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Creativity Exercises for New Parents

A Review of The Artistic Mother


Updated February 03, 2011

The Artistic Mother

The Artistic Mother by Shona Cole


When you gazed into your baby's eyes for the first time, you knew nothing would ever be the same. What you probably didn't realize is that sleep deprivation and the constant demands of caring for a newborn would leave you wondering if being a good mother means losing your sense of self. To answer this question, pick up a copy of Shona Cole's book The Artistic Mother: A Practical Guide to Fitting Creativity into Your Life (Compare prices).

The Artistic Mother serves as a guidebook for reclaiming some of your creative energy after giving birth. Cole, a mother of five, encourages women to avoid feeling guilty or selfish if they want to devote some of their time to taking pictures, writing poetry, or making mixed media collages. Everyone, even mothers, needs to take time to relax. "No one-not us, not our children-benefits if we become burned out, miserable, or exhausted," she writes. "In order to avoid traveling down that stressful road, we need to bring some balance to our lives and keep the batteries of our souls charged. Taking time to create art can help."

Getting Started

The Artistic Mother begins with a discussion on the meaning of creativity, tips on finding time in your schedule for artistic projects, and advice on organizing your workspace. You may be tempted to skip through this section to head straight for the featured projects, but there are many tips in here that mothers of newborns are likely to find quite helpful.

After an overview of the creative process, Cole provides an introduction to each of the three creative areas featured in the book: photography, poetry, and mixed media. As a new mother, you'll want to pay close attention to the section on photography. Cole provides a short overview of composition tips to ensure great snapshots of your children, as well as examples of some simple image editing techniques that you can use to give ordinary pictures a bit of "pop" before adding them to your projects.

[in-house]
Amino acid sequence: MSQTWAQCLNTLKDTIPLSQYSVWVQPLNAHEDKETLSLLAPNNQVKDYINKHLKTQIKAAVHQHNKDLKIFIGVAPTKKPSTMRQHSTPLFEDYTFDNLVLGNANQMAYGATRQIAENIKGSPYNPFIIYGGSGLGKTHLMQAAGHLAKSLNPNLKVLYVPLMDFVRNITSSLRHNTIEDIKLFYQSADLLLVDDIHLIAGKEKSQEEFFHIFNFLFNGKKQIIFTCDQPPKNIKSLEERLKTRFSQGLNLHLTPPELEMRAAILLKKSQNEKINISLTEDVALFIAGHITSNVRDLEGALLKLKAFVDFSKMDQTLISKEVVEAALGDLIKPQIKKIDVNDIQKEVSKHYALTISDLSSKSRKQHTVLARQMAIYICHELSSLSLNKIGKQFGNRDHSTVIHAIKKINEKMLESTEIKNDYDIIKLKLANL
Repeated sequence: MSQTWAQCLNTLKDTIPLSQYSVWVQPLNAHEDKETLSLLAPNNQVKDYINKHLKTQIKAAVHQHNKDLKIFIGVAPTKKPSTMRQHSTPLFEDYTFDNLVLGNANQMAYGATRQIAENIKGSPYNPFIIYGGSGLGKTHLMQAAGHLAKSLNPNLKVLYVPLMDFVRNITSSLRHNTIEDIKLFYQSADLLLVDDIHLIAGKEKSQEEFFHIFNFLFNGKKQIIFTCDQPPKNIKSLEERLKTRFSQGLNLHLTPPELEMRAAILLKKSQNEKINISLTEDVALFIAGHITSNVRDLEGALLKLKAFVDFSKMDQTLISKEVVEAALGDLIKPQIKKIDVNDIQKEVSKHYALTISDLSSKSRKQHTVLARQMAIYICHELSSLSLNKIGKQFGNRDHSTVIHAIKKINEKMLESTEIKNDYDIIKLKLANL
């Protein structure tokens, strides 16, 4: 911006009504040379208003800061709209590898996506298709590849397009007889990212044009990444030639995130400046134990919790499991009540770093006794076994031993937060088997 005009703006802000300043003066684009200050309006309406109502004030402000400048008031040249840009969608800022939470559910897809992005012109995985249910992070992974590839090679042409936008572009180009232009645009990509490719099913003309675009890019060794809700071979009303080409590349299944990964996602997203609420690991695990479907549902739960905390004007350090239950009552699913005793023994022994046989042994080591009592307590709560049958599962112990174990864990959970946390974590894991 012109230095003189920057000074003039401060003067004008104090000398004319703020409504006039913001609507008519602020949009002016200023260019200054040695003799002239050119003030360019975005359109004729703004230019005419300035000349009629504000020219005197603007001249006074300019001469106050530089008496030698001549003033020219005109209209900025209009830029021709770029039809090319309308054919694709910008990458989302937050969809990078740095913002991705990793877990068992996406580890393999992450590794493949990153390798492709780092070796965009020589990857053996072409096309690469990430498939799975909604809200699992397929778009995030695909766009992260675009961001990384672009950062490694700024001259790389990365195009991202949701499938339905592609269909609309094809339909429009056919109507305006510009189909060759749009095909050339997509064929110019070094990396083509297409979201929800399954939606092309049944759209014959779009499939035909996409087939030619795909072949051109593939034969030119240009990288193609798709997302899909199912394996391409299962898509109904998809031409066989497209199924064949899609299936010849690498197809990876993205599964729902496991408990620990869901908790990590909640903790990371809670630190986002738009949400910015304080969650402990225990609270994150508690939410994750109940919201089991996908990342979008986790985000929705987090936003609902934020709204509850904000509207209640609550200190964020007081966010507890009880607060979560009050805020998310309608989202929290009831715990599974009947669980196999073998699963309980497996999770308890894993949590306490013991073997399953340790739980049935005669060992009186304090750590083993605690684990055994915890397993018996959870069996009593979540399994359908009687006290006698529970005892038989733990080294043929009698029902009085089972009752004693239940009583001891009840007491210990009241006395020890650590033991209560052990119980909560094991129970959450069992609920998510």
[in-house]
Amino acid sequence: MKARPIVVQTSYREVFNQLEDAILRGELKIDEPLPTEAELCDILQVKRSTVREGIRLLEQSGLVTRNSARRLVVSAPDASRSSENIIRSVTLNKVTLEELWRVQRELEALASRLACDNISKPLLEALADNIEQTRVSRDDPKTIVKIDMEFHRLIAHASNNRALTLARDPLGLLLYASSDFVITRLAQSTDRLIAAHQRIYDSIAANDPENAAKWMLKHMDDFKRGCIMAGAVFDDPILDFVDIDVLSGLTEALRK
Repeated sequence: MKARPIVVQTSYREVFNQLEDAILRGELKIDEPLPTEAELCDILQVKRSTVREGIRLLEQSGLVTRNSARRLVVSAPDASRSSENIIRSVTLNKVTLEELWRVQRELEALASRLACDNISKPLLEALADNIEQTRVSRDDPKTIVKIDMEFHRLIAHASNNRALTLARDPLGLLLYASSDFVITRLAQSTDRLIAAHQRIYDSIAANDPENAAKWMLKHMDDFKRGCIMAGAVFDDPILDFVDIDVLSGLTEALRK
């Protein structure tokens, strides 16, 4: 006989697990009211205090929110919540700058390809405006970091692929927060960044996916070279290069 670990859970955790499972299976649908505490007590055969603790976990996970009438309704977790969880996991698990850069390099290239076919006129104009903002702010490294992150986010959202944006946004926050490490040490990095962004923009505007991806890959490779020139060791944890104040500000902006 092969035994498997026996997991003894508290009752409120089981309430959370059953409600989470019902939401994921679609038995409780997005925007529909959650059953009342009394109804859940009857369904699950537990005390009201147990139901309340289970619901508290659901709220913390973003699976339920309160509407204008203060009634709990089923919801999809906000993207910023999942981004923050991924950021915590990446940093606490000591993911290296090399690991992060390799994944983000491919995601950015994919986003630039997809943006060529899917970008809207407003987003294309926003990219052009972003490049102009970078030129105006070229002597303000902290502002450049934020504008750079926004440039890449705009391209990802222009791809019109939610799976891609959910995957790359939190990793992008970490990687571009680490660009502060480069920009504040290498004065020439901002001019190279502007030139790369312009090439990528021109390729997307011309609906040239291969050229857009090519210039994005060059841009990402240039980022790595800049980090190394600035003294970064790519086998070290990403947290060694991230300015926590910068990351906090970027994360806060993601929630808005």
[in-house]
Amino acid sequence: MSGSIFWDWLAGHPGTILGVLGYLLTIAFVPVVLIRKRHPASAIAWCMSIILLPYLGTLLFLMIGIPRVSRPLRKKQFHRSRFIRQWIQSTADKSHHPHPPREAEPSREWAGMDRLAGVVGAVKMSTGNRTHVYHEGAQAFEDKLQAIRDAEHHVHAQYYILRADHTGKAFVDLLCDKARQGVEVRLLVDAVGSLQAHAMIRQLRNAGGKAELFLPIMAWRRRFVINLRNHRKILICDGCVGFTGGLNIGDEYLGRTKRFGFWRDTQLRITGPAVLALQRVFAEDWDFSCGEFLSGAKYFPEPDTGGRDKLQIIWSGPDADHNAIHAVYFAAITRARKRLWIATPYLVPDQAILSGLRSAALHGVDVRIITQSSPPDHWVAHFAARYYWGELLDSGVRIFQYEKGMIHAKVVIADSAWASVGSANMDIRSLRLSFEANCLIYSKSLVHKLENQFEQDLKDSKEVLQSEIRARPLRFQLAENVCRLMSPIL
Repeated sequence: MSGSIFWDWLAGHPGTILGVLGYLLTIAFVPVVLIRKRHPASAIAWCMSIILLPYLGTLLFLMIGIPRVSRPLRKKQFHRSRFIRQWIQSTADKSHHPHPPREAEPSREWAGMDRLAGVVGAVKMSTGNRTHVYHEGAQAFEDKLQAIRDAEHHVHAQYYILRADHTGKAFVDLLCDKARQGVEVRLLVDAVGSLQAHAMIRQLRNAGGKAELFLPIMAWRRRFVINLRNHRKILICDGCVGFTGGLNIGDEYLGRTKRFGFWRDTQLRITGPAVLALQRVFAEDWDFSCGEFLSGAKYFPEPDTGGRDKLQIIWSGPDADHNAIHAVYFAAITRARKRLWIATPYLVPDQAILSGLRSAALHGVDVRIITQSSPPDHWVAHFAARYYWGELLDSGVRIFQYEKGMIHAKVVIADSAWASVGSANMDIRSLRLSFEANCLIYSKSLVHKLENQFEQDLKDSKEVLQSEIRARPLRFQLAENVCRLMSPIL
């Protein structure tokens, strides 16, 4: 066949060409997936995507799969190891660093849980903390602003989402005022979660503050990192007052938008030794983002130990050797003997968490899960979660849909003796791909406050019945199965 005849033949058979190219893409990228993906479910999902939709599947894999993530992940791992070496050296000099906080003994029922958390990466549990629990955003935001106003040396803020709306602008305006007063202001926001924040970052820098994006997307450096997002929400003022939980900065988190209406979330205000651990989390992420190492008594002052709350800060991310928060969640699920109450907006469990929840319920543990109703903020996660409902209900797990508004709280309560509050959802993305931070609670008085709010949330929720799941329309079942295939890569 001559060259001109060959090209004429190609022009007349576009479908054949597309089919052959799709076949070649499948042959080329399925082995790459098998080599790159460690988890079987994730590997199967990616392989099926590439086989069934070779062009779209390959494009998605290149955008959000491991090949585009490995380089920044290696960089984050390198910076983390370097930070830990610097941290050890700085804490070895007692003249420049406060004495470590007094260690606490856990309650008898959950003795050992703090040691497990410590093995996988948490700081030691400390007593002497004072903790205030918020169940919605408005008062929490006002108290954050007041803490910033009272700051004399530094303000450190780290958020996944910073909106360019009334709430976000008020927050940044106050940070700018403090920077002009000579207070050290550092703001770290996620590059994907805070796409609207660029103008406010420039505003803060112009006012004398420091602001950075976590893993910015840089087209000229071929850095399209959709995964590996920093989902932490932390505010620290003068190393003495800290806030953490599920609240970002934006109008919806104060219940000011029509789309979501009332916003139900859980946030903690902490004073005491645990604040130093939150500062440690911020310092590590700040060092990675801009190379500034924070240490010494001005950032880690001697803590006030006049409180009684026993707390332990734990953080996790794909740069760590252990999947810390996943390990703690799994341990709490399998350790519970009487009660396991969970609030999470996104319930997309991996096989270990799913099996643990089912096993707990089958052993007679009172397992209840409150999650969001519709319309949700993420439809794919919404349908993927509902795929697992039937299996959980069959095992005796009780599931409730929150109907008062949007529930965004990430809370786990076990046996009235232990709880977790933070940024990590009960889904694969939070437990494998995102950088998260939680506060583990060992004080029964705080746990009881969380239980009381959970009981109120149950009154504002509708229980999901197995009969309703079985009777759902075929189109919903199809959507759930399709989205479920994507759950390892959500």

Projects for Artistic Mothers

The second portion of the book is organized as a 12-week workshop outlining a series of projects you can make to nurture your creative spirit. Since the focus of the book is on helping mothers reclaim their creative energy, it's no surprise that many of the projects are designed to incorporate images of your children. If you have 50 photos of your baby arriving home from the hospital, here's your chance to make use of them. Some of Cole's wonderfully creative ideas include:

  • Make a fabric tote bag incorporating scraps with sentimental meaning, a favorite photo, and pretty ribbon trim.
  • Create an altered storybook from an old board book, incorporating your favorite photos of your child and some of your best stories about his experiences.
  • Design canvas wall art that pairs a special baby photo with a saying that reminds you of the importance of motherhood.
  • Use a portrait of your child to make a nameplate for the door of his nursery.

The projects in The Artistic Mother have a sophisticated look, incorporating techniques such as collage and photo distressing to make meaningful art objects. Although many of the projects appear complex at first glance, Cole's instructions are easy to follow and her methods can be duplicated even if your last creative experience took place in your high school art class. If you follow her advice and break each project down into a series of manageable steps, you're likely to be quite pleased with your final creations.

Inspirational Women

While the projects in The Artistic Mother are beautiful to look at, many readers will find that the best part of this book is the profiles of women who have successfully managed to combine motherhood with a vibrant creative life. Rebecca Sower, mother of three, is well-known to scrapbookers and rubber stampers for her gorgeous vintage designs. Susan Tuttle, mother of two, is the author of Digital Expressions: Creating Digital Art with Adobe Photoshop Elements. Other women profiled include homeschooling mothers, former business executives, and mothers who have turned their artistic pursuits into activities the entire family can enjoy. Learning how these women juggle the demands of raising children with their need to create will give you hope that you too may someday manage to find that sense of balance.

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